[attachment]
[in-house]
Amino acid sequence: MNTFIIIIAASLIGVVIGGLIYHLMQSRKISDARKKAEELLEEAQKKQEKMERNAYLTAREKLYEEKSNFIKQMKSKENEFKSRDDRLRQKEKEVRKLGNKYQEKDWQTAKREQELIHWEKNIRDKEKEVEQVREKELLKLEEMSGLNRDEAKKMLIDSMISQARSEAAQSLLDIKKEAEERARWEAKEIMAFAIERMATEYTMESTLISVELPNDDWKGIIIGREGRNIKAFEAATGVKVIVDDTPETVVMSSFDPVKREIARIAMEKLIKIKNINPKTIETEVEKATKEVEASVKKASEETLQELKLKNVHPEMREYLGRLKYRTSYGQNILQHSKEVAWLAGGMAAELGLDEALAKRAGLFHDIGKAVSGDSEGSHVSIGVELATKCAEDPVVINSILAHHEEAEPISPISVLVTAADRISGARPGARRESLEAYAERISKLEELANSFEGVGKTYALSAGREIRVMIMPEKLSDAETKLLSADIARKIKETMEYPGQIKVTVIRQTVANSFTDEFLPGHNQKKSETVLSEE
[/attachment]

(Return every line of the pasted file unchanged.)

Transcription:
[in-house]
Amino acid sequence: MNTFIIIIAASLIGVVIGGLIYHLMQSRKISDARKKAEELLEEAQKKQEKMERNAYLTAREKLYEEKSNFIKQMKSKENEFKSRDDRLRQKEKEVRKLGNKYQEKDWQTAKREQELIHWEKNIRDKEKEVEQVREKELLKLEEMSGLNRDEAKKMLIDSMISQARSEAAQSLLDIKKEAEERARWEAKEIMAFAIERMATEYTMESTLISVELPNDDWKGIIIGREGRNIKAFEAATGVKVIVDDTPETVVMSSFDPVKREIARIAMEKLIKIKNINPKTIETEVEKATKEVEASVKKASEETLQELKLKNVHPEMREYLGRLKYRTSYGQNILQHSKEVAWLAGGMAAELGLDEALAKRAGLFHDIGKAVSGDSEGSHVSIGVELATKCAEDPVVINSILAHHEEAEPISPISVLVTAADRISGARPGARRESLEAYAERISKLEELANSFEGVGKTYALSAGREIRVMIMPEKLSDAETKLLSADIARKIKETMEYPGQIKVTVIRQTVANSFTDEFLPGHNQKKSETVLSEE